Ben the dentist and myself have been lucky enough to get ashore a couple of times and spend some time on the island itself. It’s great to see some old friends who’ve been here since last year and to be able to help out with some of the science too. Science here is very different from that at Halley; further South it’s quite intangible, involving tiny concentrations of chemicals or radio waves, but here it always seems to involve living creatures so for me it’s been a novelty to say the least. We helped Zak, Chris and Sarah mark out new Wanderer (Albatross) nests and identify some of the seals from the Seal Study Beach amongst other things.
The island is notorious for it’s bad weather but we’ve been very lucky and have even had some blue skies on occasion. I’m sure it makes a nice change for the guys who live in the mist a lot of the time but for me even the mist is a novelty. Ben took great delight in taking pictures of me lying on a patch of grass face down with my arms outstretched, remembering how it smells and how lovely it feels when it tickles you!
The new base currently consists of a beach FULL of big boxes, most of which have fur seal pups trying to get into them but the AWG guys are working long hours now, getting their temporary accommodation up, so that they can start on the base proper. I don’t think they’re really used to working with so many wild creatures (with teeth) at their building sites but they’re battling on and I’m only sorry that I won’t be here next year to see the finished product.
Author – Dr Frank
THE ARTISTIC SPOT.
Having lost our resident artist Mr. Simon Faithfull at the last call Falkland Islands, our very own ‘Mark Le Trec Seven Bellies Da Vinci Jones’ has taken up the reins or ‘virtual paintbrush’ to keep us all amused with many offerings posted on the ‘gallery walls’ of the Shackleton. Many a picture has fallen victim to Mark’s perverse sense of humour and paint-brushing talents. Of the many, the one I particularly like, depicts the constant ‘comings and goings’ in Tula this week. Moreover, as we land the building personnel on the shore, we also take their packed lunches, drinks and light refreshments. This has given rise to the reputation that Tula is not so much a cargo tender as a mobile caf� ! Judging from the amount of Mars Bars, Snickers, and Sandwich wrappers which make their way back to the garbage bins onboard, I shall decline to comment and leave you to determine the truth from the photo attached.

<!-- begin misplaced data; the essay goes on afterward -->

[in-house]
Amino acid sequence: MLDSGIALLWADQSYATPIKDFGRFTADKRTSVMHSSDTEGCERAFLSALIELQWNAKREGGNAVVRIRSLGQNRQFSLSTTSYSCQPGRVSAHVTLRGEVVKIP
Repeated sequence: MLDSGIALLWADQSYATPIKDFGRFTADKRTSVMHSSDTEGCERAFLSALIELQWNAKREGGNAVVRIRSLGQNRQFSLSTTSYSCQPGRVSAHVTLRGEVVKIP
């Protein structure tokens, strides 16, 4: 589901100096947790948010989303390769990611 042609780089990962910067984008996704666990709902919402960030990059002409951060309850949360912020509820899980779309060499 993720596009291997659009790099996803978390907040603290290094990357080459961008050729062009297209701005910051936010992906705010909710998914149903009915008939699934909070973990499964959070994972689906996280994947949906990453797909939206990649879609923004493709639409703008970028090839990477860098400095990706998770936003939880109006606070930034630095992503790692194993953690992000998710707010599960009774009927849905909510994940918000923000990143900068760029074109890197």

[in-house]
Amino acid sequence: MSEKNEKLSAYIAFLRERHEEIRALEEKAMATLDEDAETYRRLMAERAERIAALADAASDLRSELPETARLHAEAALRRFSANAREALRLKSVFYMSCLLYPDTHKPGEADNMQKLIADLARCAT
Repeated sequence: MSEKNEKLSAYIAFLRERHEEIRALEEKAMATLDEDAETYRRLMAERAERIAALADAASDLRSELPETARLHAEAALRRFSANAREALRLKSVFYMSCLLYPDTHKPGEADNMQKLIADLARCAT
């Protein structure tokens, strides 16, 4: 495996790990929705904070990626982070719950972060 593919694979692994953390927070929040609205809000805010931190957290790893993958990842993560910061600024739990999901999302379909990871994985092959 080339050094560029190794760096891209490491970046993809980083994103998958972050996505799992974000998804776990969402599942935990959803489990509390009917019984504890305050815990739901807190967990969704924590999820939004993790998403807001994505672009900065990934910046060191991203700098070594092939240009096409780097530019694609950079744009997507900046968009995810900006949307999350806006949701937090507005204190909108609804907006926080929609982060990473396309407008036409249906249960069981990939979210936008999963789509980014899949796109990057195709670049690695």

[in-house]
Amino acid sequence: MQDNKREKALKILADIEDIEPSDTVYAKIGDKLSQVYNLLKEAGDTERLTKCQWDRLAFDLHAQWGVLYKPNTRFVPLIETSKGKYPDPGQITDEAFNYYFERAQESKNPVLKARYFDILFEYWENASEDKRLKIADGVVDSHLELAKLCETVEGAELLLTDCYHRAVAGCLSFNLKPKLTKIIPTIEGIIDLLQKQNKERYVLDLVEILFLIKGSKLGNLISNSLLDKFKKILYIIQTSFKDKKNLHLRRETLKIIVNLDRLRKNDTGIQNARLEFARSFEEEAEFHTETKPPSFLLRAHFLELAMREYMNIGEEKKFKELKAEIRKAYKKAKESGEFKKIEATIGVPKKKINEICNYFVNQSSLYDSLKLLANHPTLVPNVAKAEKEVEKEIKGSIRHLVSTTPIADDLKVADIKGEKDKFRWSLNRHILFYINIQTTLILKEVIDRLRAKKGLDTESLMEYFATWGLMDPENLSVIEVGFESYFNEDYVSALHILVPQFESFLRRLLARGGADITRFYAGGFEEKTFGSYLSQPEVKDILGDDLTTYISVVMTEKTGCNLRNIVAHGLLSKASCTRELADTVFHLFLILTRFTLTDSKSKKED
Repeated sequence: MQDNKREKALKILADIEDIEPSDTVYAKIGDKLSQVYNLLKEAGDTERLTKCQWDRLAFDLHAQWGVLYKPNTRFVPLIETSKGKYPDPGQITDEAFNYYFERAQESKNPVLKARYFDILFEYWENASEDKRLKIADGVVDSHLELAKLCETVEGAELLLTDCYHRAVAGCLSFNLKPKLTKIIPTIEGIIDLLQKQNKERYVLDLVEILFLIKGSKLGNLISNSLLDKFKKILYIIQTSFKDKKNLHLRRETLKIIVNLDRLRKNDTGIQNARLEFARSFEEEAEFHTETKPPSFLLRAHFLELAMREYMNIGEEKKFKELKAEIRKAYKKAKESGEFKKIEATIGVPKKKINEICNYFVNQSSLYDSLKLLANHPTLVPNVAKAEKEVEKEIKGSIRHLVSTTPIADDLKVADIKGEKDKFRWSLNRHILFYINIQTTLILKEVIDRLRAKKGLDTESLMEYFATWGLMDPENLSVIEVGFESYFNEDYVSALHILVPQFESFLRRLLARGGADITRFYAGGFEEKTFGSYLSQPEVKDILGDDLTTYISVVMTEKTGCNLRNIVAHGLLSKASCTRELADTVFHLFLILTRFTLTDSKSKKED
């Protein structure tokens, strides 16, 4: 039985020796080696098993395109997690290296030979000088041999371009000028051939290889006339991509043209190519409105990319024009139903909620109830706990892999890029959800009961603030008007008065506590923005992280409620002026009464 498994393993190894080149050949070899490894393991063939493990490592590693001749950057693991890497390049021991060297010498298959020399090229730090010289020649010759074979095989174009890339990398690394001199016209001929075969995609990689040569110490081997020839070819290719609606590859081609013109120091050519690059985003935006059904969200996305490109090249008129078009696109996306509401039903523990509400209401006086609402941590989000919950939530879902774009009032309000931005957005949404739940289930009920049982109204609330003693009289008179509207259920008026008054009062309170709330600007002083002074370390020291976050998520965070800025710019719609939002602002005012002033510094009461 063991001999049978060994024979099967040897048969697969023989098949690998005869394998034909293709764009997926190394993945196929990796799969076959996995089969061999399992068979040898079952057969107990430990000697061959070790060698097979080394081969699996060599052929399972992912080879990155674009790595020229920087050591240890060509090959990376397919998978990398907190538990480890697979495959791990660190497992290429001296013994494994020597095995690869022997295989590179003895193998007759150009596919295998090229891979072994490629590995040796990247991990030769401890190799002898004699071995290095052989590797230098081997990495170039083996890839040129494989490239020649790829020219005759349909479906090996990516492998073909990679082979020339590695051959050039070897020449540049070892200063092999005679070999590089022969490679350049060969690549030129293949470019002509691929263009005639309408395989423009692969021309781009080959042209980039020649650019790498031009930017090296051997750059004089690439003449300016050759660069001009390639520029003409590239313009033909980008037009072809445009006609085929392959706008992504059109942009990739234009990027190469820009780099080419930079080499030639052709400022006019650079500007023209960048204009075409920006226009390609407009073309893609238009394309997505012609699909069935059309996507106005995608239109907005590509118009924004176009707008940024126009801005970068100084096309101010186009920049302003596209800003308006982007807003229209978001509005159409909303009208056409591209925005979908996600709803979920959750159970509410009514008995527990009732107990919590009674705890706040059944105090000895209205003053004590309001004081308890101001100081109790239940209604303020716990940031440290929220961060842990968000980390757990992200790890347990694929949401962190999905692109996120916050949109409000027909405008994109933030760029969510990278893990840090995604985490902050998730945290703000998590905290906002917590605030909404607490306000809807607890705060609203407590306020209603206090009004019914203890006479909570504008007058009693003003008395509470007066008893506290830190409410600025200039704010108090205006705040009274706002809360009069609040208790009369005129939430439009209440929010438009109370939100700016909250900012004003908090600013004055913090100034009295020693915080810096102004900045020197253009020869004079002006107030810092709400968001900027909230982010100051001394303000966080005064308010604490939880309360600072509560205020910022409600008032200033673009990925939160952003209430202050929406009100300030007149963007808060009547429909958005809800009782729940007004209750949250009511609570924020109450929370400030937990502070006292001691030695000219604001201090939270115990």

Click on the image....
Every day at 0700am, the Morrison’s personnel eat a hearty breakfast onboard before taking their ‘packed lunches’ with them for a day’s work on the beach. The next time they see the mess hall is at the end of the day when they return to the vessel at about 2000 hours and find a hot meal waiting for them before bedtime. The food is a very big part of the operation and especial thanks must go to the Galley Staff who are cooking at all hours of the day to support the work that is going on in the holds, in the Cargo Tenders and on the shore.
With Tula back on the Shackleton deck and Rockhopper moored up in the Cove, we are using our Fast Rescue Craft daily to input the Morrison’s chaps into the beach each morning and then removing them again to the ship in the evening. The FRC makes two or three runs each time and with the winds and the waves getting worse each day, the launch and recovery operations need to be carefully monitored to see that working limits are not being reached.
Birthdays this Week : Taxi driver Alan kept the passing of his birthday very quiet this week – hence no cake was made. However, he did admit to buying a round of drinks in the Red Room after watch that evening – as tradition dictates !
Forthcoming Events: Continue to wait at Bird Island Base to input the AWG/Morrisons Base Builders, and thereafter sail for KEP and Halley.
Contributors this week: Thanks to Dr.Frank for his words from a small island and thanks to Ben for all his photographs. Plus anyone else who contributed with the photography this week.
Diary 11 should be written on Sunday 13th February and published on the Monday 14th February 2005.